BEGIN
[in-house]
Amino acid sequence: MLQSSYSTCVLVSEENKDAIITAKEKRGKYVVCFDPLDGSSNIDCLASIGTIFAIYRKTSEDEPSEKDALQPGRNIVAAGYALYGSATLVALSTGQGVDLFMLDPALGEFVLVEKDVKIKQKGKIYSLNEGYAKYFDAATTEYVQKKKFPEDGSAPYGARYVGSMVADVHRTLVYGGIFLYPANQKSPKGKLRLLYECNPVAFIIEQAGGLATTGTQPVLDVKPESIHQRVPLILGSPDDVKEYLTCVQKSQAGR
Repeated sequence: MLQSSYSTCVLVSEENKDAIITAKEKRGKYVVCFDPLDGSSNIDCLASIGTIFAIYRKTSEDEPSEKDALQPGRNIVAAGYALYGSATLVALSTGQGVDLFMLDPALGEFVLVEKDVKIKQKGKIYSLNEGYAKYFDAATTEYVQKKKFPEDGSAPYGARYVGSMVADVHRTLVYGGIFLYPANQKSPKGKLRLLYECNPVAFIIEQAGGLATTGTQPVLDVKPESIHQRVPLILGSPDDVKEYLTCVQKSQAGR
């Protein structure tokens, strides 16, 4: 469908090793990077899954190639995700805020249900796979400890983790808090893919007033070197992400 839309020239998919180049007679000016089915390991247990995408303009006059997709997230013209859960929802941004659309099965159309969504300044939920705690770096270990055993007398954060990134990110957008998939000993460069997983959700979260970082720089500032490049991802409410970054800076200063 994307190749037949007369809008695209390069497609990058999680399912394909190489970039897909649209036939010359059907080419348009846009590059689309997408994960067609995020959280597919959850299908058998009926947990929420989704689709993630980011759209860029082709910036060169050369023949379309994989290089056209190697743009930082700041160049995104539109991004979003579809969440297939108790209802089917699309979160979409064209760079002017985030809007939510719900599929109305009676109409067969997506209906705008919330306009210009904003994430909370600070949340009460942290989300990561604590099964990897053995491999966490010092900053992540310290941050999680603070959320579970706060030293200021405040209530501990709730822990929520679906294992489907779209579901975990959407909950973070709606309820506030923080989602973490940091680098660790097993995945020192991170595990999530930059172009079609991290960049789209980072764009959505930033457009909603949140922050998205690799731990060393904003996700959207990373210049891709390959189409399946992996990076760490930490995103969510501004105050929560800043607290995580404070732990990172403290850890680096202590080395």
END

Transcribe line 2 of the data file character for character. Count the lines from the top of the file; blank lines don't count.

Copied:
Amino acid sequence: MLQSSYSTCVLVSEENKDAIITAKEKRGKYVVCFDPLDGSSNIDCLASIGTIFAIYRKTSEDEPSEKDALQPGRNIVAAGYALYGSATLVALSTGQGVDLFMLDPALGEFVLVEKDVKIKQKGKIYSLNEGYAKYFDAATTEYVQKKKFPEDGSAPYGARYVGSMVADVHRTLVYGGIFLYPANQKSPKGKLRLLYECNPVAFIIEQAGGLATTGTQPVLDVKPESIHQRVPLILGSPDDVKEYLTCVQKSQAGR